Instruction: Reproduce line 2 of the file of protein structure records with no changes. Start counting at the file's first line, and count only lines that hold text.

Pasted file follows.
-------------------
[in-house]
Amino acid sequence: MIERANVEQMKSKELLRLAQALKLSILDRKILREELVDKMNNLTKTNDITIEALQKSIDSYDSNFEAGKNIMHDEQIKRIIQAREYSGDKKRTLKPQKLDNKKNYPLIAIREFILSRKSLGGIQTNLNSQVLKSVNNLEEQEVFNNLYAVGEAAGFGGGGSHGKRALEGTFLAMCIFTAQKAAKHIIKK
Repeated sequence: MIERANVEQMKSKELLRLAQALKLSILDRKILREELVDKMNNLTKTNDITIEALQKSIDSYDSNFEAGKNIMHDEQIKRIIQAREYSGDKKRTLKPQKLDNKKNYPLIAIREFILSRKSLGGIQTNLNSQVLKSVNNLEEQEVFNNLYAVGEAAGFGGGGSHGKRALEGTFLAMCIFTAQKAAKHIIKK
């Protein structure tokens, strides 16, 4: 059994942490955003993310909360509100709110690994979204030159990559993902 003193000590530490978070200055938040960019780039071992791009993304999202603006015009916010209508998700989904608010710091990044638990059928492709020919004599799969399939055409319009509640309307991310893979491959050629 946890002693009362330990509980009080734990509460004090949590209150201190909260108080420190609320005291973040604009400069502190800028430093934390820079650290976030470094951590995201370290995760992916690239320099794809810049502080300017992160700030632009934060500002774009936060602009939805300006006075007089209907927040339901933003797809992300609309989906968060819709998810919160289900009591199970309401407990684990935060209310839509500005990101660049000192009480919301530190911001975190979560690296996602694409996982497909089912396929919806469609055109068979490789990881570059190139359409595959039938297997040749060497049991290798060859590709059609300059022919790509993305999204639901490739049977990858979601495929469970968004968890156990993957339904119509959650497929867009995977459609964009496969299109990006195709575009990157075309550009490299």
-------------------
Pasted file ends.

Amino acid sequence: MIERANVEQMKSKELLRLAQALKLSILDRKILREELVDKMNNLTKTNDITIEALQKSIDSYDSNFEAGKNIMHDEQIKRIIQAREYSGDKKRTLKPQKLDNKKNYPLIAIREFILSRKSLGGIQTNLNSQVLKSVNNLEEQEVFNNLYAVGEAAGFGGGGSHGKRALEGTFLAMCIFTAQKAAKHIIKK